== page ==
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Nicole practices primarily in the areas of business litigation, including breach of fiduciary duty, breach of contract, and insider misconduct matters, and construction litigation, including construction defect cases.

The When, What and How of Litigation Holds

In 2003, “litigation holds” became one of the hottest topics in e-discovery. This shift was due to United States District Court Judge Shira A. Scheindlin’s decisions in Zubulake v. UBS Warburg. Looked at collectively, the judge made clear that, once a party reasonably anticipates litigation, it must take special actions to preserve relevant electronic evidence.  Colorado courts take the same approach. See, e.g., Turner v. Pub. Serv. Co. of Colorado, 563 F.3d 1136, 1149 (10th Cir. 2009)(duty to preserve evidence arises when party "knew, or should have known, that litigation was imminent").

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Fiduciary Duties Involved in Colorado Businesses; Part I - The Basics

Colorado offers a lifestyle that is attractive to many new businesses, and in recent years, we have seen an influx of residents and start-ups seeking to take advantage of all this state has to offer. But business people—and particularly friends entering into business on a handshake or “back-of-the-napkin” deal—should take care to draft business agreements up front in order to avoid the lawsuits that may ensue when disputes arise down the line. One particular area of concern that often times leads to the break-up of a business is a breach of fiduciary duty. But what is a fiduciary duty and how do you know if you are violating it? This series will first address the basics of fiduciary duties, the sources from which those duties come, and the enforcement of those duties. Then, each subsequent Part will address what those duties entail in relation to a partnership, limited liability company, and corporation.

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1187 Hits

Competing with Non-Compete Provisions

You are married to your job. You are what you do. There is truth to the idea that we all identify ourselves with the profession we have chosen. So, what happens when someone tries to limit your ability to do that job? Most often, these limitations are presented in the form of a non-compete clause in a contract. Colorado does not look favorably on restricting competition or a person’s ability to work, and our legislature enacted law that defines very narrow exceptions to the general rule that covenants not to compete are void. Colorado Revised Statute Section 8-2-113 states that a contractual restriction on a person’s ability to perform “skilled or unskilled labor for any employer” is automatically unenforceable unless it falls into one of four categories.

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728 Hits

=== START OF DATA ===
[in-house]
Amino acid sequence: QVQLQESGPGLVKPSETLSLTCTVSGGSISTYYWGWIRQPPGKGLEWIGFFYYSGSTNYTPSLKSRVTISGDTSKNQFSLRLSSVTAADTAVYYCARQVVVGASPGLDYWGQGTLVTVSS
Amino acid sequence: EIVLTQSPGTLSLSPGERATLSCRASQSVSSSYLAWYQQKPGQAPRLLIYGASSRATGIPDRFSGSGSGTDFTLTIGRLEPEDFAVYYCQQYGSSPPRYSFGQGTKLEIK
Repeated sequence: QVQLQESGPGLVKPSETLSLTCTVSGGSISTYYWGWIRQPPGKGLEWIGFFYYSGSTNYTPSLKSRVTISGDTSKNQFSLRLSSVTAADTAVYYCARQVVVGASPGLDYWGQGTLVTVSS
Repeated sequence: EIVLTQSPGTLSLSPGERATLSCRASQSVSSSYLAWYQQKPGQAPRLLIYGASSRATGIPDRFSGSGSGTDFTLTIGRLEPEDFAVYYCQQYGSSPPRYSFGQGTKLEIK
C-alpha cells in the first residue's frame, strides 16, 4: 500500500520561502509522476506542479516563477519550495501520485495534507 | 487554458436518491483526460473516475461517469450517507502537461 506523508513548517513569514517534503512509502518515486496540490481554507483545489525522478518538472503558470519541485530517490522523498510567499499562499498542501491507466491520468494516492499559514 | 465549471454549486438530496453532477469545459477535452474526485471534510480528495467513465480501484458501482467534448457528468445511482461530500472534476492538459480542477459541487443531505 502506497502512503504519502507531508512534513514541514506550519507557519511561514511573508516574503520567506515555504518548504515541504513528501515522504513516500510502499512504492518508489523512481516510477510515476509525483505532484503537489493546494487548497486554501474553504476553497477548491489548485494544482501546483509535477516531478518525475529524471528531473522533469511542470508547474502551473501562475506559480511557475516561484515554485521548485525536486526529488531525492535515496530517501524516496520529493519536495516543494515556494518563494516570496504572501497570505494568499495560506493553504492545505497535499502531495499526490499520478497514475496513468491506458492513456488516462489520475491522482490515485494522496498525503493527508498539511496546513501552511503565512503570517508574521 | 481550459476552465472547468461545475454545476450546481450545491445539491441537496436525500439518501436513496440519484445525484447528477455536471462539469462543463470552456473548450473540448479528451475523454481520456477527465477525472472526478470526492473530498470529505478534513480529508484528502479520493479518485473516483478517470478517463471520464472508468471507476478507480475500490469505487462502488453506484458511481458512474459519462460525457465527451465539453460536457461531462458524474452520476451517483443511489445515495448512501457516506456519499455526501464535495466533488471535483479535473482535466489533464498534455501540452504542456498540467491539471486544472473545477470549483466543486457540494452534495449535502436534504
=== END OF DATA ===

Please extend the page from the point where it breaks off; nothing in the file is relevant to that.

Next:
COLORADO’S NEW LAW ON PROVING COLLECTIBILITY IN LEGAL MALPRACTICE ACTIONS

When clients are harmed by the malpractice of a lawyer, they oftentimes face a second, potentially more complicated lawsuit. The plaintiff-clients must prove the underlying case against the original defendant(s) in which the lawyer committed malpractice, and they must prove the negligence of the defendant-lawyer in order to win the malpractice action. While Colorado courts have long recognized that the solvency or insolvency of the underlying defendant must be proven in a legal malpractice case, the courts had not, until recently, answered the question of whether that responsibility lies with the plaintiff or defendant lawyer.

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OGBORN MIHM LAWYERS’ ARTICLE CITED TO BY COLORADO COURT OF APPEALS

The Colorado Appellate Court, in a written opnion, recently cited to a law review article written by Mike Cross and Nicole Quintana analyzing the issue of proving collectibility in legal malpractice actions. The appellate case is Gallegos v. LeHouillier, 2017COA35, found at https://www.courts.state.co.us/Courts/Court_of_Appeals/Opinion/2017/15CA0724-PD.pdf. The law review article, “Your Place or Mine?: The Burden of Proving Collectibility of an Underlying Judgment in a Legal Malpractice Action,” 91 Denv. U. L. Rev. Online 53 (2014), can be found at http://www.denverlawreview.org/storage/online-article-pdfs/2014/Your%20Place%20or%20Mine_FinalFormat.pdf.

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Colorado’s New Law On Proving Collectibility In Legal Malpractice Actions

When clients are harmed by the malpractice of a lawyer, they oftentimes face a second, potentially more complicated lawsuit. The plaintiff-clients must prove the underlying case against the original defendant(s) in which the lawyer committed malpractice, and they must prove the negligence of the defendant-lawyer in order to win the malpractice action. While Colorado courts have long recognized that the solvency or insolvency of the underlying defendant must be proven in a legal malpractice case, the courts had not, until recently, answered the question of whether that responsibility lies with the plaintiff or defendant lawyer.

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1400 Hits

Your Place or Mine?: The Burden of Proving Collectability of an Underlying Judgment in a Legal Malpractice Action

While burdens of proof at trial do not necessarily equate to the awkwardness of a come-on during a date, the question “your place or mine” is still relevant to both, at least in Colorado. This article examines the seemingly unanswered question lingering in Colorado law as to whether a legal malpractice plaintiff bears the burden of proving collectibility of an underlying judgment in order to establish a prima facie case or whether a defendant bears the burden of proving collectability as an affirmative defense. Is it your place to prove it or mine?

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